The first data packet has a payload that comprises all the mediums that are necessary to make up the multimedia data, as denoted by data from three different data sources, S1, S2 and S3. As S1 is deemed to be the data source with the highest priority or importance value, a large percentage of this data source is allotted to the first data packet in the train, which in turn will have the highest priority of the data packets within the train and hence have the lowest chance of being discarded if there is congestion along the route to the destination.

The payload of the second data packet is partitioned and a lower percentage of data source S1 is added to it. This trend continues in the third data packet, where the remaining data from data source S1 is allocated. The partitioning is slightly different for data source S2; where in this example approximately a quarter of the first data packet is allocated to S2. The allocation in the subsequent data packets decreases accordingly, although not as rapidly as with S1. As data source S3 has the lowest precedence level, the train is partitioned such that the bulk of the capacity of the third data packet is given to S3.

The scenario depicted in FIG. 3 shows the proportion of data source S1 in the first data packet 72 to be larger than that in the second data packet 78, which in turn is larger than that in the third data packet 84 i.e. 72>78>84. The reverse is true for data source S3, with a higher proportion in the third data packet 88 than in the second data packet 82, which in turn is higher than in the first data packet 76 i.e. 76<82<88. This means that if there is little or no congestion from source to destination, and no data packets need be dropped, then all the data from all the sources will be delivered, assuming there are no serious propagation errors throughout the system.

This partitioning pattern, where decreasing amounts of the highest priority data source are allotted to data packets from the front of the train to the back is just one given example and many other patterns can be formed. The partitioning process is repeated throughout the train in a similar vein for a higher number of data sources and hence a higher possible number of partitions in each data packet. Although, not defined precisely, it is envisaged that the number of precedence levels would be between two and ten in the majority of situations.

Information concerning the type of data and partitioning can be contained in each data packet header 90, 92, 94.

The data packet train length is three here, because the association of the three data packets is necessarily of this length as data from each data source spreads over three data packets. The data from these three sources could alternatively be spread over a higher number of data packets than in this example, which would give rise to a longer data packet train containing more data packets.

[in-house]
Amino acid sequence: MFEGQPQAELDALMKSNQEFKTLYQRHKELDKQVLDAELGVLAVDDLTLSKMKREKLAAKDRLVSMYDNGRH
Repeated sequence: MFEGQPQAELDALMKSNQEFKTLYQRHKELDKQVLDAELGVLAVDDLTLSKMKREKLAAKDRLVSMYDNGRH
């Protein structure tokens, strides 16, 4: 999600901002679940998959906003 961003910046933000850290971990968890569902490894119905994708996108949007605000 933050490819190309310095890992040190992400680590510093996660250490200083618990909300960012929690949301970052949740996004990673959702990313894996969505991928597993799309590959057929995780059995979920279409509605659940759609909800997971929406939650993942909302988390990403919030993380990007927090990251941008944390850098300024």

It should be noted that a data packet does not have to contain data from all the data sources. For example, the third data packet 46 could contain only data from the third source S3, and/or the second data packet 44 could contain data from the second source S2 and data from the third source S3 data but not data from the first source S1.

MMM Data Packets Having a Priori Knowledge

During data transmission it may be necessary, due to network congestion, to reduce the size of the payload and allow for a smaller number of data packets to be transmitted to convey the same information. Thus associated with each store and forward buffer is a set of transcoders 102A, 102B, etc. The selection of which transcoder is to be used will be based upon the degree to which the information rate needs to be reduced. The transcoded information is then inserted into the data packet together with the transcoder code of the transcoder used, so that it can be decoded at the destination edge store and forward buffer.

Within the MMM data packet header, there is provided a small data field that can be used to flag the transcoder to be used for a subsequent data packet. This flag provides a form of advance warning data that can be used to prepare a corresponding reverse transcoding process at the second network edge node 18. In one embodiment, the advance warning flag may be inserted into the MMM data packet immediately preceding the data packet in the train in which the differently transcoded data is included. However, it need not be given in the immediately preceding data packet; it could for example be inserted into a packet in the next data packet train or a data packet which is a predetermined number of packets away in the packet sequence. As long as there is some useful relationship with the current data packet, then an advantage can be obtained by insertion of an advance warning flag.